Global Health Nexus, Summer 2003
International Perspectives on Advanced Study at NYU Dentistry: An Italian Dentist Looks Back Over the Past Four Years
I had no idea how significantly my career goals would change when I enrolled in the Advanced Study Program in Comprehensive Care General Dentistry in 1999, one year after receiving my dental degree from La Sapienza University Faculty of Medicine and Surgery in Rome, Italy. When I arrived at NYU Dentistry, I saw myself as a student on a narrowly focused, one-year mission to improve my clinical skills and then return immediately to Italy to enter general practice. But I ended up staying for three additional years, during which I added specialty training in implant dentistry and esthetic dentistry, became a Clinical Assistant Fellow who helped train other international students, and was a front-line responder helping victims of the September 11 terrorist attacks. This summer I am finally ready to make that return trip to Rome—with a broader, more ambitious career path carved out for myself.
When I began the Comprehensive Care General Dentistry program, I quickly found that NYU Dentistry students are expected to devote significant amounts of time to training in the College’s clinics. The bustling clinics were a world away from La Sapienza’s serene libraries, where I had spent long hours preparing for the rigorous theoretical examinations that are a mainstay of Italian dental education. Patients from the seemingly limitless range of ethnic and racial backgrounds found in New York City streamed into the NYU Dentistry clinics with an extensive array of problems unlike anything I’d seen before. Each passing day brought new challenges and increased self-confidence. I began to feel that I could go even beyond my program’s goals, which are to train generalists to provide quality comprehensive care with specialist support. I became increasingly interested in specializing, and spent a good deal of time observing students and faculty in the College’s specialty care clinics. The advanced techniques taught in the implant dentistry clinic, and the attractive prospects for implant specialists in Italy, led me to decide to postpone my return to Rome and to enroll instead in the two-year Advanced Study Program in Implant Dentistry.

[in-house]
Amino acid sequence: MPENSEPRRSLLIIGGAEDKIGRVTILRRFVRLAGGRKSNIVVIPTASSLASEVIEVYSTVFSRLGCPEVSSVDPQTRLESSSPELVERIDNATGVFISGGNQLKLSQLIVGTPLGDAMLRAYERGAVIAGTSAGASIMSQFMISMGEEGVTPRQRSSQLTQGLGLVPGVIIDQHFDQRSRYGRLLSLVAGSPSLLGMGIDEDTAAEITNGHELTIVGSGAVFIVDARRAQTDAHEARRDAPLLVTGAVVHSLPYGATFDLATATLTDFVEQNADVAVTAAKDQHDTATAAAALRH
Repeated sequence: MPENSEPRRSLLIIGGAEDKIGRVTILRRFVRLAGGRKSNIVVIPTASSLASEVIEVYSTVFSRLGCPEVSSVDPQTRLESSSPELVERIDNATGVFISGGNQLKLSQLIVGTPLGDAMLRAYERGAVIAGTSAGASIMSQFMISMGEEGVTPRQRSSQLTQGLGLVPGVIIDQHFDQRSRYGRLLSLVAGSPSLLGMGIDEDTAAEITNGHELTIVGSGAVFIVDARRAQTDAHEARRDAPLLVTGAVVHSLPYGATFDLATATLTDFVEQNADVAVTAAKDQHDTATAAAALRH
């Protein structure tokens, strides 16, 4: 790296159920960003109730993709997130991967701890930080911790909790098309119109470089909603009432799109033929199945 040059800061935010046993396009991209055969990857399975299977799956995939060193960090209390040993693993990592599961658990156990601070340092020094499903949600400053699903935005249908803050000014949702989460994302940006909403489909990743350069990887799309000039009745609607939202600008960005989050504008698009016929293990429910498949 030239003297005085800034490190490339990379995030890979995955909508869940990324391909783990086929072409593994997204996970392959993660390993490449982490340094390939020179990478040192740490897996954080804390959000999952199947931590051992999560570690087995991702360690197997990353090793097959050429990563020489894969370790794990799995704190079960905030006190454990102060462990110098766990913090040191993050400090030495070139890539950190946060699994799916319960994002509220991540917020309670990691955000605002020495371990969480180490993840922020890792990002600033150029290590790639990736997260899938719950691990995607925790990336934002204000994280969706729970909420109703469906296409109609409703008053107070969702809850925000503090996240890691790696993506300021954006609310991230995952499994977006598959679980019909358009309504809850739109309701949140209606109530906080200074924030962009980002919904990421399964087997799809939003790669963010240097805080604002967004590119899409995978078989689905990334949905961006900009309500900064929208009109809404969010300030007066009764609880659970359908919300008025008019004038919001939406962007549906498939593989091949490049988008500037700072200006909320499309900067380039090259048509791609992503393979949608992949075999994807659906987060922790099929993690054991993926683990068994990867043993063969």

Led by Dr. Dennis P. Tarnow, Chairman of the Ashman Department of Implant Dentistry, and Dr. Nicholas Elian, Director of the Implant Dentistry Program, implant faculty members all treat students as equals and encourage us to take on challenging cases. I was thrilled to have the opportunity to help Dr. Tarnow treat endentulous patients needing full-mouth rehabilitation— a process that produces dramatic improvements in the patient’s quality of life.
The September 11 attacks struck shortly after I had finished the first half of the implant program. After watching the Twin Towers crumble, I grabbed some basic medical supplies, such as eye drops and bandages, and, at Dr. Tarnow’s suggestion, rode down on a bicycle to the disaster site, where I helped set up an emergency hospital in a damaged building.
When the implant program ended, Dr. Tarnow asked me to stay on to become a Clinical Assistant Fellow. He wanted me to assist with lectures and help incoming international students make the same successful transition I had made from a theoretical, textbook-based learning style to a hands-on clinical approach. I agreed to remain at NYU Dentistry for an additional year, during which I also helped coordinate the College’s 2002 annual implant symposium, which brings alumni from around the world to NYU Dentistry to learn about advances in implant dentistry. I also took advantage of the additional year to enroll in the Advanced Study Program in Esthetic Dentistry, which uses the technologically sophisticated new Rosenthal Institute for Aesthetic Dentistry as its prime training site.
When I finish the program this summer and finally head back to Italy, I plan to pursue my dream of creating an advanced dental study program modeled on NYU Dentistry’s hands-on approach to clinical training.